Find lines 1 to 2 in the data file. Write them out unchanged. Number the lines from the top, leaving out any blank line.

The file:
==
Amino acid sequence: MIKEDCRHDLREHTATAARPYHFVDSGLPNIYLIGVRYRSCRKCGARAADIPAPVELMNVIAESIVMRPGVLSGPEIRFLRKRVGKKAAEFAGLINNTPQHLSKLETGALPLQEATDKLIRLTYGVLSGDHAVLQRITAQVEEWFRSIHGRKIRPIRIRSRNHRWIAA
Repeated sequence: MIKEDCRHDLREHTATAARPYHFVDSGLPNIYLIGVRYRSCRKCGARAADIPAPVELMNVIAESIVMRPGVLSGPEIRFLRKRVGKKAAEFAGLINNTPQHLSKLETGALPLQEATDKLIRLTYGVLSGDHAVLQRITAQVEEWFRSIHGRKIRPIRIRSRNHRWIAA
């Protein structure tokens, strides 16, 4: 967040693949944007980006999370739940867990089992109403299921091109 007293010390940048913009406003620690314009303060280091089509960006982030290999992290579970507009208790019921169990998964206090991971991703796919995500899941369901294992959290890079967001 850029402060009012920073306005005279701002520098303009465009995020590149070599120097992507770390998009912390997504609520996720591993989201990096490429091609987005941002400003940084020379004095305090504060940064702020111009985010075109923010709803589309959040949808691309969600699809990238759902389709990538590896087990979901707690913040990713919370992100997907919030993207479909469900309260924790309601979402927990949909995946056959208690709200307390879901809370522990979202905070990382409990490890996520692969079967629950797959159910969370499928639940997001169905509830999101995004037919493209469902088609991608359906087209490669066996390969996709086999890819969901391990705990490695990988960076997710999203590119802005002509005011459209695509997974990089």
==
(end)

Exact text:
Amino acid sequence: MIKEDCRHDLREHTATAARPYHFVDSGLPNIYLIGVRYRSCRKCGARAADIPAPVELMNVIAESIVMRPGVLSGPEIRFLRKRVGKKAAEFAGLINNTPQHLSKLETGALPLQEATDKLIRLTYGVLSGDHAVLQRITAQVEEWFRSIHGRKIRPIRIRSRNHRWIAA
Repeated sequence: MIKEDCRHDLREHTATAARPYHFVDSGLPNIYLIGVRYRSCRKCGARAADIPAPVELMNVIAESIVMRPGVLSGPEIRFLRKRVGKKAAEFAGLINNTPQHLSKLETGALPLQEATDKLIRLTYGVLSGDHAVLQRITAQVEEWFRSIHGRKIRPIRIRSRNHRWIAA